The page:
Second, we must ensure that federal contracts and grants for public diplomacy and cultural relations are not monopolized by nonprofit organizations based in Washington DC and other major metropoles (e.g., New York, San Francisco, Los Angeles). Perhaps more than any other field, public diplomacy and cultural relations are shaped by our social and cultural biases. As arguably one of the most multicultural countries in the world, we must therefore make it a priority to promote the development of sub-national nonprofit organizations and national non-profit organizations based in places like Cheyenne, Lafayette, Savannah, Puerto Rico, and Līhuʻe. Over the last few decades, Small Business and Historically Underutilized Business Zone (HUBZone) set-asides have served as important mechanisms for ensuring the widespread geographic distribution of funds allocated to commercial businesses through federal contracts and grants. Similar mechanisms are now needed to promote the wider geographic distribution of funds allocated to nonprofit organizations through federal contracts and grants for public diplomacy and cultural relations.

Third, we need to promote greater diversity and equality in American public diplomacy and cultural relations through new mechanisms that privilege nonprofit organizations led by women, minorities, veterans, and the next generation of foreign policy leaders. In the commercial sector, set-asides for veterans, women, and socially and economically disadvantaged individuals have worked alongside small business set-asides to ensure that a fair proportion of federal contracts and grants are allocated to specific demographic groups identified by Congress. In this way, the federal government helps to promote diversity and equality in leadership and ownership in the private sector. Similar mechanisms are needed for non-profit organizations engaged in public diplomacy and cultural relations, especially those founded by minorities (e.g., Gullah), residents of U.S. territories (e.g., American Samoa), and the next generation of foreign policy leaders (e.g., individuals under 40 years of age).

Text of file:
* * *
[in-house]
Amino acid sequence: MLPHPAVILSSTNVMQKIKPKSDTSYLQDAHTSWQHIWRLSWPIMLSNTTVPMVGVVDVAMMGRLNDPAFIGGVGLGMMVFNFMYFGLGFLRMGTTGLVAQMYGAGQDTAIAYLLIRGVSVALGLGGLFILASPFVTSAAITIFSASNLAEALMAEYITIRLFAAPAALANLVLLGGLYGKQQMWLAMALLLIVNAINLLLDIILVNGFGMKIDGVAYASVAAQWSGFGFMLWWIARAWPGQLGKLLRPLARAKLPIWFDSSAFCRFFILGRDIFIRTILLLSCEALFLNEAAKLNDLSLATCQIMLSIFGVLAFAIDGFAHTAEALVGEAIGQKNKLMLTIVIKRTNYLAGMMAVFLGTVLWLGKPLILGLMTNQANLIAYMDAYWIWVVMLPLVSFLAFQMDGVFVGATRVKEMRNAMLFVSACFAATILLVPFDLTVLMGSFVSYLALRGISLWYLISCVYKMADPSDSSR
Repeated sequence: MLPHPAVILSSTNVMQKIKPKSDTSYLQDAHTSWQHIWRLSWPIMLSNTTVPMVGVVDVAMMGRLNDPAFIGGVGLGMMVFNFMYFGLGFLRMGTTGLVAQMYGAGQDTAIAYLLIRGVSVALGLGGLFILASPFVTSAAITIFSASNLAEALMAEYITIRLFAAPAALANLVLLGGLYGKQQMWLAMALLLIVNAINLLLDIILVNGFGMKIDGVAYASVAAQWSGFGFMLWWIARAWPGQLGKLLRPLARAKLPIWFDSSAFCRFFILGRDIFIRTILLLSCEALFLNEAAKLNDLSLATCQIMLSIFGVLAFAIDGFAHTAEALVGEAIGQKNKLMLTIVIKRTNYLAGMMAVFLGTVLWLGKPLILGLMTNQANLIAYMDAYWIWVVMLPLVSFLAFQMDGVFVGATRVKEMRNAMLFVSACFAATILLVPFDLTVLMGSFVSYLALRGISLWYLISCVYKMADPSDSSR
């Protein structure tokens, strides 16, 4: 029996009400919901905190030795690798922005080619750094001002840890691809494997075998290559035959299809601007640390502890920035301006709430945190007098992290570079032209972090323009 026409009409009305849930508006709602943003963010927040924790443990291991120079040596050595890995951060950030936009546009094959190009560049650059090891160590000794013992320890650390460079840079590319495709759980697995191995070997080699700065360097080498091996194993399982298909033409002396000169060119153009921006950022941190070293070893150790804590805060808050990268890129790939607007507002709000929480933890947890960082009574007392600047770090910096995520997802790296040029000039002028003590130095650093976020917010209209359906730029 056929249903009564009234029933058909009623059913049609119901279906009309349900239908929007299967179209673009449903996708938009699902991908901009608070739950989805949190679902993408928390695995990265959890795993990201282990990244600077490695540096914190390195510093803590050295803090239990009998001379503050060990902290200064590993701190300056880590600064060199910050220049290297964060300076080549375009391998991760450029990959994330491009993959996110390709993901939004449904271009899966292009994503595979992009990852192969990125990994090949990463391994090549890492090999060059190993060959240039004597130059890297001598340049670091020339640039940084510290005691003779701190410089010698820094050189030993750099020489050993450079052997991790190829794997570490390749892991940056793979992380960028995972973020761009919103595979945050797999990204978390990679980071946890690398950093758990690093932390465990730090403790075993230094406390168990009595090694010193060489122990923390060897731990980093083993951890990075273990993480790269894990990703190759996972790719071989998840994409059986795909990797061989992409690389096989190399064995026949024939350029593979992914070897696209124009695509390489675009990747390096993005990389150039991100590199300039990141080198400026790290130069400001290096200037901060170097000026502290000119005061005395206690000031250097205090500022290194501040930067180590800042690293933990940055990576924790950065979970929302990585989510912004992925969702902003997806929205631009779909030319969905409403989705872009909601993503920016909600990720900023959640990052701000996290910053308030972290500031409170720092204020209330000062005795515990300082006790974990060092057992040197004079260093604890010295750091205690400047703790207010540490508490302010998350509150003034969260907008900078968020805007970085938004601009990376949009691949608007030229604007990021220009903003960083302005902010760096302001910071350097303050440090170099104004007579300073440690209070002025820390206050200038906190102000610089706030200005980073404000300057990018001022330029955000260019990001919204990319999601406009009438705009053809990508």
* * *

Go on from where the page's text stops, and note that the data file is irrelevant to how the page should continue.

Fourth, we need to find new contract and grant vehicles for promoting innovation on public diplomacy and cultural relations by small subnational or national nonprofits located outside of Washington, DC and other major metropoles that have been founded by women, minorities, veterans, and the next generation of foreign policy leaders. Unlike the SBIR and STTR programs, such innovation would not center on the creation of commercial products. So, the SBIR and STTR programs could not serve as models for these new contract and grant vehicles for promoting innovation on public diplomacy and cultural relations. Nevertheless, many lessons can be gleaned from the SBIR and STTR programs. One of the most important is that the federal government has been able to foster disruptive innovation through these specialized innovation contracts for small businesses. Perhaps no field is in need of disruptive innovation more than public diplomacy and cultural relations. We therefore need to reallocate some of the existing public diplomacy and cultural relations budget to support such disruptive innovation by small nonprofits through something like a Small Non-profit Innovation Research Program for Public Diplomacy and Cultural Relations (SNIR-PDCR) Program.

Note: This article was originally published by the Center on Public Diplomacy at the University of Southern California on September 15, 2015.